Java licensing – What’s the story?
In today’s fast paced and demanding IT production environments, unpatched and outdated software raises concerns about stability, performance and compliancy. Various regulatory provisions such as GDPR have been put in place to address this. Vendors are also taking steps to evolve their software more quickly to take advantage of new technology and stay ahead of the game as far as security is concerned. ‘Licence with support’ subscription models are increasingly being adopted to cater for more frequent software releases and patches. Oracle has adopted this approach for Java which is now being sold as an annual licence and support subscription rather than as a perpetual licence with support. This has important implications for the almost countless number of developers and businesses that have installed Java as part of their desktop and backend systems. Developers have been a major and valued part of Grey Matter’s customer base since 1983 and we will be using Code Matters to help guide you through the complexities of these changes. Let’s start with what we know so far.
Java Standard Edition (SE) Subscription
In June this year Oracle announced Java SE Subscription to support businesses running Java in production. It also re-enforced previously released information in terms of the release cycles of both Java and the OpenJDK, firming up on its commitment of a much quicker 6 month update cycle for the latest release. Free patches will only be available for 6 months on OpenJDK after each new release. The commercial version of Java will no longer get publicly available updates. For many years prior to this, businesses have used Java as a development language, using publicly available patches for the latest release without the need to purchase a license or support even though older versions have always required a license.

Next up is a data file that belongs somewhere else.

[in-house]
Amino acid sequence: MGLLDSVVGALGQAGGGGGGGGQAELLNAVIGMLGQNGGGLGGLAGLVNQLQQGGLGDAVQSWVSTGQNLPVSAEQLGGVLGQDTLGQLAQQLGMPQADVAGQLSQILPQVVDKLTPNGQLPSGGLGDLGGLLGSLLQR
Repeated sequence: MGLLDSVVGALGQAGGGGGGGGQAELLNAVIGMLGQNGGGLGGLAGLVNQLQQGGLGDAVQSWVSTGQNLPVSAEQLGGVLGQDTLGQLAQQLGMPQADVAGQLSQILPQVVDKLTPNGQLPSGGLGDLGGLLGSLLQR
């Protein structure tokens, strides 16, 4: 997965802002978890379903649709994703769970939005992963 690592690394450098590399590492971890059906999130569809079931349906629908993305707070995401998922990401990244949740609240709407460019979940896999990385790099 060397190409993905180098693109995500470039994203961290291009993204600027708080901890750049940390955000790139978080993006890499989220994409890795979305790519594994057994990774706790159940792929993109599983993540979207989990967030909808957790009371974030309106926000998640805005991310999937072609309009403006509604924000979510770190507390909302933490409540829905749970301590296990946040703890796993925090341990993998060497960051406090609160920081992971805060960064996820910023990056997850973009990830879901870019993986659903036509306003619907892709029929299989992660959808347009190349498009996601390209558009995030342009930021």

To remain current without a support contract, commercial organisations will need to adopt the latest free release of OpenJDK every 6 months. They won’t be entitled to the Long Term Support (LTS) releases provided by the commercial edition. This will involve a lot of testing and re-testing which will be impractical and uneconomic in most cases! The first release of this new cycle was Java 11, released on 25th September, 2018. Alternatively, you can buy a licence with support for an older release and Oracle will continue to provide patches for 8 years from the point of first release.
Java 8 is the most commonly deployed release and Oracle has been providing free access to patches for this. From January 1st, 2019 this will cease and organisations continuing to use Java 8 for business, commercial or production purposes (that’s most companies) will need to purchase a licence with support to obtain patches.